There were no shows of human power and might. There were no long degrees or impressive CV’s. These were vulnerable people who were learning to place their lives in God’s hands. Even the outcome was not predictable, nor theirs to be concerned about. Contrary to the ways of the world (and the church!) success wasn’t measurable in terms of numbers or victories. Success was essentially measured in their being willing to be embraced within God’s grace in faith. They were to simply do what they were called to do! Nothing more, nothing less! Speak in love of God’s Reign, heal the sick and bless with peace – people would either accept or reject.

Vulnerable people in the hands of God! Will you allow yourself to be vulnerable and humble in God’s grace?

By geoffstevenson

The Call to Lead and Serve

The family’s television viewing was severely disrupted on Wednesday evening when QI was set aside for ABC’s pursuit of the implications of the Labor Leadership vote and outcome. I confess I wasn’t much interested in the various ‘experts’ and journalists trying to find the inside information and present their predictions of what it all means. As others occasionally flicked over to see if their program was on I heard, from afar, a few comments. I was largely dismayed, as I have been for some time, by the bitterness within the various political parties and the competing egos that demand attention and to be taken seriously. In our current political landscape, leadership is no longer about wisdom and the common good but about personal ambition and claiming power. Such leaders are rarely held in high regard and make decisions based on popularity, polls and opposing the other side – regardless of whether they are good ideas or not.

There doesn’t seem to be any sense of passing on the mantle to rightly anointed successors who display the characteristics of humility, courage, integrity, wisdom and a desire to serve the well-being of all people for the common good. Perhaps the major parties no longer see these values as important? Certainly few have exhibited these in recent times.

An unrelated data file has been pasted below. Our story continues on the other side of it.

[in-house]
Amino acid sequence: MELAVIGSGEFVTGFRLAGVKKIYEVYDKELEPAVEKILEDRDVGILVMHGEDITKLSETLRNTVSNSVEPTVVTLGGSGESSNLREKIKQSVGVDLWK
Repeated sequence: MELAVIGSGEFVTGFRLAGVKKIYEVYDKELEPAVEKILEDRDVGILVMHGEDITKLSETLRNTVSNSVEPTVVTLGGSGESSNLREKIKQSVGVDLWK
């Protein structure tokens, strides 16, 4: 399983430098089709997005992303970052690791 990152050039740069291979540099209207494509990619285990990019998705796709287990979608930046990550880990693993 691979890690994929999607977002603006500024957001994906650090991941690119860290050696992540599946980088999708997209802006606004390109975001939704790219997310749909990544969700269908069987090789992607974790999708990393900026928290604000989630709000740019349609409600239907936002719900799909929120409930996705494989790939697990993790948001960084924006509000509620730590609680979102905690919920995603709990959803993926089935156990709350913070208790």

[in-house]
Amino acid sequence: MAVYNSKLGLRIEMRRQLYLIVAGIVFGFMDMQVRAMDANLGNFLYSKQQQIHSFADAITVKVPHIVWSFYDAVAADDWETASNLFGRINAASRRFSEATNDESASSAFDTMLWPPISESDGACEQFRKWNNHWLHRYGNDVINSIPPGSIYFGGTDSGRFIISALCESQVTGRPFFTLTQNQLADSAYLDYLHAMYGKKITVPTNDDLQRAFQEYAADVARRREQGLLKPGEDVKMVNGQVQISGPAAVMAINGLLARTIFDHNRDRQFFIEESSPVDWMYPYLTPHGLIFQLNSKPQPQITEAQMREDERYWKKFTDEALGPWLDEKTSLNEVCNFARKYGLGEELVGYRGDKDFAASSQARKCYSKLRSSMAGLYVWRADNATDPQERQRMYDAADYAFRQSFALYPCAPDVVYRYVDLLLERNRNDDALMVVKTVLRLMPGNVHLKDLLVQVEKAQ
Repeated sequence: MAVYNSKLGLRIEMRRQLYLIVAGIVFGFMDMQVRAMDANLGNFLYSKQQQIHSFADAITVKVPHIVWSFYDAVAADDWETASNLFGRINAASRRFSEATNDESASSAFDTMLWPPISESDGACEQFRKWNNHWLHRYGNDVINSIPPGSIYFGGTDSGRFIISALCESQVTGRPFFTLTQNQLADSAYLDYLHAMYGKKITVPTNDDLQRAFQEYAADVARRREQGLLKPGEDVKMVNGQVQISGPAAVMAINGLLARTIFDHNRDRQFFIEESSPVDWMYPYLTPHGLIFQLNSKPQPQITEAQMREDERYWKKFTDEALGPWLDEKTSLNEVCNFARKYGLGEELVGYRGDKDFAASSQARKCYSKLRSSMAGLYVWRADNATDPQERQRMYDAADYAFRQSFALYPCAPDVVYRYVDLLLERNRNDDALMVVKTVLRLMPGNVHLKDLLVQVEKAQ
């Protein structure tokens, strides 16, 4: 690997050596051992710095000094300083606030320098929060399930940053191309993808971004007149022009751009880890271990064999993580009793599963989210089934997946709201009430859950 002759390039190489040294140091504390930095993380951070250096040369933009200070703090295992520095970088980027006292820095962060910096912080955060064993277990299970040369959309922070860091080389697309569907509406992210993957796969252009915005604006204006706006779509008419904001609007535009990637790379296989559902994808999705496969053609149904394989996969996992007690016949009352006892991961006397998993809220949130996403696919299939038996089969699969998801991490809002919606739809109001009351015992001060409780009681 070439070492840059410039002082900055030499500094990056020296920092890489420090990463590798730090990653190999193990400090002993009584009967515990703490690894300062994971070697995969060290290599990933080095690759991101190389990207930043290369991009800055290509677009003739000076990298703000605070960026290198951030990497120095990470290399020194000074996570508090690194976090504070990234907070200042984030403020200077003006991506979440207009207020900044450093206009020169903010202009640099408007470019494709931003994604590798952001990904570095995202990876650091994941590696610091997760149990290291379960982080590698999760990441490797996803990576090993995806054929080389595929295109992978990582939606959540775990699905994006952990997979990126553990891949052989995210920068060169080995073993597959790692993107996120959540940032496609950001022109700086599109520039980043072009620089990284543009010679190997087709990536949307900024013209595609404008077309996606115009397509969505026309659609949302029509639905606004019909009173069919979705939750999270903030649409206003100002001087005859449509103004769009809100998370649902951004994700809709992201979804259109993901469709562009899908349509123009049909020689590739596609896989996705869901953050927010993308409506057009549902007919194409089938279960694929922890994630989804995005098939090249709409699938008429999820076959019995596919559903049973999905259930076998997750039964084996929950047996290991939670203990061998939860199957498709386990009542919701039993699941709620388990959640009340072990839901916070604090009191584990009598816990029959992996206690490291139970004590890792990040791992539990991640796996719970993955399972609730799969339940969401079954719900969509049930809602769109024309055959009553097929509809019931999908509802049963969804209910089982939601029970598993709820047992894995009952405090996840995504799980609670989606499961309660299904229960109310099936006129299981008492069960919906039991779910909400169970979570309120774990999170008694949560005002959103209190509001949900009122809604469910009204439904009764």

One of the other stories on the news has been the declining health of Nelson Mandela. I remember reading his autobiography: The Long Walk to Freedom. What a remarkable story! I kept having to remind myself that this was the one who led South Africa – the first man of coloured skin to do so. His humility was quite astounding – especially in comparison to our current crop of political leaders! He was a very wise and gracious leader who demonstrated compassion and grace. These virtues were no doubt forged in the 27 years he was imprisoned. Patience, integrity, a sense of justice, hope, peace, gentleness, courage and inner strength, compassion… were all there in the leadership of Nelson Mandela. I suppose that his experiences might have led to bitterness, anger and despair but it didn’t! Mandela was and is a great man who is a model to emulate. I can’t think of many leading our major political parties (a couple perhaps but not too many).

I wonder who you have been inspired by? Are there people, famous and well known or personally known to you, who have inspired, mentored, encouraged, nurtured or simply pushed you to be or do something greater than you ever thought you could? Is there someone who believed in you and helped you believe in something greater and more profound than you ever considered?